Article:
There are few, if any, studies published investigating OIRR in all teeth in both jaws during the initial phase of orthodontic treatment. In agreement with previous studies investigating maxillary incisors,12,32,37 the present study confirmed that some patients developed signs of OIRR during the first stage of treatment with fixed appliances. However, the number of patients with more evident resorption was small. Four of 97 patients had teeth with resorption classified as score 3. In one of these patients, the resorption was found on the first maxillary premolars (Table 2), a tooth type that normally is not monitored with radiography during an orthodontic treatment or included in scientific papers on early root resorption. Resorption was, however, almost exclusively seen in the upper jaw, especially in the incisor region; only one patient was noted to have resorption with an index score 3 in the lower canine (Table 2).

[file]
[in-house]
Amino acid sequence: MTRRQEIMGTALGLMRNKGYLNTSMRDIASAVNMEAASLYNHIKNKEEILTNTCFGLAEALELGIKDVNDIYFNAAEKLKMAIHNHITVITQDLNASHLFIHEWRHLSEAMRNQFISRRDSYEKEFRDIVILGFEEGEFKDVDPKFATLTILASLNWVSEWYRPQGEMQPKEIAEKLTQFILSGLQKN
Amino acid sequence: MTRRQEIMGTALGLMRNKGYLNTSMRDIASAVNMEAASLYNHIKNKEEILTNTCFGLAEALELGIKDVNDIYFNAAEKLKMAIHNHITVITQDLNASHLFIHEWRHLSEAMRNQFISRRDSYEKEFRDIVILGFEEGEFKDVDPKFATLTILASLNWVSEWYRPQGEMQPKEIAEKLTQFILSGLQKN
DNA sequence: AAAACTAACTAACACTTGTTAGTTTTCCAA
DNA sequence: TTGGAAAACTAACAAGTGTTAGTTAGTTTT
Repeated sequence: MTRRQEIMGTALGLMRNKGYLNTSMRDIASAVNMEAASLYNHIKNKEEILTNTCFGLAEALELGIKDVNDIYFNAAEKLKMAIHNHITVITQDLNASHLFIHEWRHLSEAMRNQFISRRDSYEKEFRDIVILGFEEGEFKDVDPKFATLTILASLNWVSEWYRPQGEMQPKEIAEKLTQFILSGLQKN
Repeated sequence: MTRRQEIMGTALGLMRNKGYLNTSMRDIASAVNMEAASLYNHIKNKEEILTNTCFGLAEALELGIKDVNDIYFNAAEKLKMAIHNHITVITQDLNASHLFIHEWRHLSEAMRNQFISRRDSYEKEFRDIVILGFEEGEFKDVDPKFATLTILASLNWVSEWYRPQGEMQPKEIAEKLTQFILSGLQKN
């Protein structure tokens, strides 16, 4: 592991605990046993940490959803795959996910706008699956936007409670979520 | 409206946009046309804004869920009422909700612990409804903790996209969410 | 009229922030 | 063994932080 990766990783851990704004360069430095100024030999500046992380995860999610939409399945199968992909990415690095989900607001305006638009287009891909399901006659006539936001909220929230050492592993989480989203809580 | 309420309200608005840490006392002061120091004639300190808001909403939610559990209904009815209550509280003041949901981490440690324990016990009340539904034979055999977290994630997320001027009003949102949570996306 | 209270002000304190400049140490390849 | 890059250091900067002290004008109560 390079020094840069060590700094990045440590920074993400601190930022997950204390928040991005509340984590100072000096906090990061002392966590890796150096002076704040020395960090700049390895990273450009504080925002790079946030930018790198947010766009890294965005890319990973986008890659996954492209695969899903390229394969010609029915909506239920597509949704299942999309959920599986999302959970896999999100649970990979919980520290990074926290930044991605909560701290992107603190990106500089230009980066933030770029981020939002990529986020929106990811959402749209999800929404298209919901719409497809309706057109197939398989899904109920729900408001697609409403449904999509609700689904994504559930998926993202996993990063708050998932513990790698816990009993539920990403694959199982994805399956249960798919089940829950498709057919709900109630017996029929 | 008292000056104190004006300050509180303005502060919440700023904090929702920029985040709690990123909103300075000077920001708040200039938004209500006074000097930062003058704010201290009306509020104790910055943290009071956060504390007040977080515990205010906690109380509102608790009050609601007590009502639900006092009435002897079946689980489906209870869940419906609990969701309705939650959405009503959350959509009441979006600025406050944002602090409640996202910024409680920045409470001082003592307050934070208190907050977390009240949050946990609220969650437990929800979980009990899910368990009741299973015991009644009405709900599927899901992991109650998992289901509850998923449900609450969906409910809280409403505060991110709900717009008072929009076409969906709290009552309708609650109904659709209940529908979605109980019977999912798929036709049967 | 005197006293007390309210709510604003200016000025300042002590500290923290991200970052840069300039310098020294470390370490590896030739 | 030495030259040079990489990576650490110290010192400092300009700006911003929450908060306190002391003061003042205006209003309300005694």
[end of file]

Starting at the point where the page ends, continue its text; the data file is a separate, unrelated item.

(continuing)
Our findings are thus less severe than those found by Smale et al.32 who reported that 8.5% of their patients had one or more maxillary incisors with index score 3 after 3 to 9 months of treatment. The corresponding number of maxillary incisors in our study was 3.1% (Table 2). The difference is even larger for the less severe resorption where Smale et al.32 found score 2 in one or more incisors in 40% of the patients, whereas score 2 was registered on maxillary incisors in 9.3% of the patients in the present study (Table 2). Levander and Malmgren37 also investigated OIRR during initial orthodontic treatment. Their results, presented on tooth level, showed a higher number of resorbed teeth with score 2 than the present study. On a tooth level, which however is a less correct way of presenting clinical data due to the influence of the individual, the number of teeth with more severe resorption (score 3) in the present study is quite similar to the numbers of teeth in the studies of Smale et al.,32 Levander and Malmgren,37 and the present study (Table 3). The lower numbers of teeth with minor resorption (score 2) found in the present study compared to Smale32 and Levander and Malmgren37 (Table 3) might be explained by the different radiographic techniques used. Projection error is a great problem in intraoral radiography, especially in orthodontics where teeth are moved and the angulations of the teeth are changing during treatment, making periodical identical radiographs more or less impossible. The CBCT technique, however, controls projection geometry for each individual tooth,31 so that projection errors are minimized for tooth length variations of 2 mm; this might explain the low number of score 2 resorption in the present study. More severe root resorption is probably not as sensitive to technique, and thus the findings in the three studies are more alike (Table 3).